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Re: The Permian-Triassic Extinction

I'm not sure if I'm responding with another non sequitur, but with the
continents jammed together to form one giant landmass (Pangaea), the
terrestrial biotas were exposed to harsher, drier environments that resulted
from a drastic decrease in the ratio of coastline to the vast interior.

This would not mean an increase in global average temperatures, and that's what Dora seems to be saying.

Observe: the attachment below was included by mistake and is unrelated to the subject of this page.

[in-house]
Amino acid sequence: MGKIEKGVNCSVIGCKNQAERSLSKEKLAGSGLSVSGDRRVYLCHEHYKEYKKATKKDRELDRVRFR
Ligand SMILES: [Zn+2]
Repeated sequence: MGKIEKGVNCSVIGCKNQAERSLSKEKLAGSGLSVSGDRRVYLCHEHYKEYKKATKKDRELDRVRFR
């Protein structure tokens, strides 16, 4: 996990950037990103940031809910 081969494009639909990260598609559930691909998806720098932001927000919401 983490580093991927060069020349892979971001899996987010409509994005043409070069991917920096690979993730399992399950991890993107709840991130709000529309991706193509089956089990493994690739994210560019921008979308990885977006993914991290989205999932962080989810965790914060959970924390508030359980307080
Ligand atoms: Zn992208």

A sudden drop in global temperature followed by global warming
is usually attributed to the Siberian Traps.

The drop would require sulfate aerosols, and these would require explosive volcanism -- that's the opposite of effusive volcanism which by definition must have produced the traps.

The bolide hypothesis does not have much
support when it comes to the Permian/Triassic extinction.

At least the supposed craters aren't published yet.

No Permian dinosaurs (as others have pointed out, with admirable restraint).
There were dinosaurian ancestors back then, in the form of basal
archosauromorphs (and maybe archosauriforms).

Only one archosauriform -- the proterosuchid *Archosaurus rossicus* -- is known from the (very latest) Permian.